Visit your GP or optometrist immediately if a new floater appears suddenly, or if there is a rapid increase in the number of floaters that you can see. They may refer you to an ophthalmologist (a specialist in treating eye conditions).
Although rare, floaters may be a sign of retinal tears or retinal detachment. The ophthalmologist will be able to check for this by examining your retina.
By looking through your pupil, the ophthalmologist will be able see a small part of your retina. The pupil is the hole at the front of your eye that increases and decreases in size depending on the current light conditions.
If your ophthalmologist needs to get a clearer view of your retina, you may have a procedure known as dilation. This is where eye drops are used to make your pupil wider, allowing the whole of your retina to be examined.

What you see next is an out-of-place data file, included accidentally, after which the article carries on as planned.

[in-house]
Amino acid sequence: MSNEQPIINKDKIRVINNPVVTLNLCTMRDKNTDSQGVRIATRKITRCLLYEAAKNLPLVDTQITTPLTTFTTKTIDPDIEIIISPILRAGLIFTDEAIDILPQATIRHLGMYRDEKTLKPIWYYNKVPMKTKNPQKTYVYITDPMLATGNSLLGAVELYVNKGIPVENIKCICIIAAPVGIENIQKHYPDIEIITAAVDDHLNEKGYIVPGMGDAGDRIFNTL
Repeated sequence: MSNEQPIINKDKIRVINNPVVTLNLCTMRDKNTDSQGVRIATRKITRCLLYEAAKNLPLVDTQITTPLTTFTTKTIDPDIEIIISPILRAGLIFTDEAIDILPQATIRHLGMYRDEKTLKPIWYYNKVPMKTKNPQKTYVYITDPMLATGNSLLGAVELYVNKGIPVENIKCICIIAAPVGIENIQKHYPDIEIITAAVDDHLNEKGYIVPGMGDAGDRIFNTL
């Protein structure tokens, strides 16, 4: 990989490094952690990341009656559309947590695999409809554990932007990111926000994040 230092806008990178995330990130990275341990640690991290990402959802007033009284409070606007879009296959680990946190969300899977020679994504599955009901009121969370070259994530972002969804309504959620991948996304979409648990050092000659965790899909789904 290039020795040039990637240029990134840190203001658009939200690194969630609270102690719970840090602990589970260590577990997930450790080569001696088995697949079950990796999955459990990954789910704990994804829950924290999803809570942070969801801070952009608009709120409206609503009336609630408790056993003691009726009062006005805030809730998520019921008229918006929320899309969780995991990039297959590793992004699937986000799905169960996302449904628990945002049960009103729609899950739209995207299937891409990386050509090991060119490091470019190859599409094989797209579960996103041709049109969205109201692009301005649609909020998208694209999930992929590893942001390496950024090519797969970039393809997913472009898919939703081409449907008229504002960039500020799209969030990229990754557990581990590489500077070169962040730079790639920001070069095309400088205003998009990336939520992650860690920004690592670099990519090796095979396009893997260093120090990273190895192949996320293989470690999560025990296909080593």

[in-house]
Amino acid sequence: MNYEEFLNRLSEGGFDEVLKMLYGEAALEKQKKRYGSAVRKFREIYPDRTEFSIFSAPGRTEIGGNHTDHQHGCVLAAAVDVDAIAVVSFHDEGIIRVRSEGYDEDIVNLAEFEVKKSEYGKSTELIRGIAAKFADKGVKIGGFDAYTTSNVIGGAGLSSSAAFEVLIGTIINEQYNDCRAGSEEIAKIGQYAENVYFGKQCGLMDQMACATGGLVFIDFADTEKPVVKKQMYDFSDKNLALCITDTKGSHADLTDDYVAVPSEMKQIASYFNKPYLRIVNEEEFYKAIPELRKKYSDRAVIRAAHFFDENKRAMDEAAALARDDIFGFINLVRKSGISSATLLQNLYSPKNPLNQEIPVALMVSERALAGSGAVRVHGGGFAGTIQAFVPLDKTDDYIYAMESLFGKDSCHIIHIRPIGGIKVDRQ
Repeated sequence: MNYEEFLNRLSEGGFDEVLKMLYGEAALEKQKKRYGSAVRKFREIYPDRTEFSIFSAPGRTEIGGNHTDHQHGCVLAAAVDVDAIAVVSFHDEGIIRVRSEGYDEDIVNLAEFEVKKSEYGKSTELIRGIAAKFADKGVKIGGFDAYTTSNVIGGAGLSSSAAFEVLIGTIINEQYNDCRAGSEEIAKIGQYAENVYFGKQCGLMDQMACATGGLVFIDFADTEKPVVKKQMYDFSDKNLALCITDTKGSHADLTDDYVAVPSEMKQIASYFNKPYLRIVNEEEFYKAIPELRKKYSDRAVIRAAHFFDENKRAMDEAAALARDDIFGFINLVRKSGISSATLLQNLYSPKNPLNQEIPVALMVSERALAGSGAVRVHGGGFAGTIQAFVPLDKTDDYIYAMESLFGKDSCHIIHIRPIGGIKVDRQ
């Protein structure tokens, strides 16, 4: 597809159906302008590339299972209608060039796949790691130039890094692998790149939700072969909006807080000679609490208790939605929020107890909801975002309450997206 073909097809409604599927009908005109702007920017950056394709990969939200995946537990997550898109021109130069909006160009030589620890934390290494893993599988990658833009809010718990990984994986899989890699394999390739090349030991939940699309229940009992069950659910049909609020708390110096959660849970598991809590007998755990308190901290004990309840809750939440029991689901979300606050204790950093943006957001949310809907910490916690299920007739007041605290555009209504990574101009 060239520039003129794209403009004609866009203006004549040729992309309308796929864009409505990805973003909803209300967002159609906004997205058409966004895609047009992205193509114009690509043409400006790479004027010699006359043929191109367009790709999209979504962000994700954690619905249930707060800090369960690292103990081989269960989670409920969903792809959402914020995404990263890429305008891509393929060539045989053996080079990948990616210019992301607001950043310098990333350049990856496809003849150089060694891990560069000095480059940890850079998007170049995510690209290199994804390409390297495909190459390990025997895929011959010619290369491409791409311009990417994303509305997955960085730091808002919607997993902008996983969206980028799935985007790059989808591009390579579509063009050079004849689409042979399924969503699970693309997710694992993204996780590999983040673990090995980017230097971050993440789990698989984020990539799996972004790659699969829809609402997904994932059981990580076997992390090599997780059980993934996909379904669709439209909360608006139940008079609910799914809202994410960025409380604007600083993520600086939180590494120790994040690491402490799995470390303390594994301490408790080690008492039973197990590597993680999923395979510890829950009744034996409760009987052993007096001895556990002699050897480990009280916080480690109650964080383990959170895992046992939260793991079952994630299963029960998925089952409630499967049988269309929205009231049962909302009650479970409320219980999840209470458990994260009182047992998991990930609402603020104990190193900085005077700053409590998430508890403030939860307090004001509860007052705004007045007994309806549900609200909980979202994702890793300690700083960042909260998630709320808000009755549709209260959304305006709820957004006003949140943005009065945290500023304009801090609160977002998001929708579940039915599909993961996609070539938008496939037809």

The ophthalmologist may use an instrument, called an ophthalmoscope, to examine your eye. An ophthalmoscope has a light on the end and produces a magnified image of your eye. After the examination, your vision may be a little blurry, and you may be sensitive to light for a few hours.
In order to get a better understanding of your eye symptoms, the ophthalmologist may also carry out a number of other tests, such as asking you to look in different directions, pushing on your eye using a special instrument, and using a very bright light to examine your retina more closely.
If you have floaters, you may not notice them all the time. When your eyes are still, or you are gazing into space, you may see them drift slowly across your vision.
Floaters are usually grey and semi-transparent. They may move when you move your eyes. When you move your eye to look in different directions, the floaters may appear to move quickly.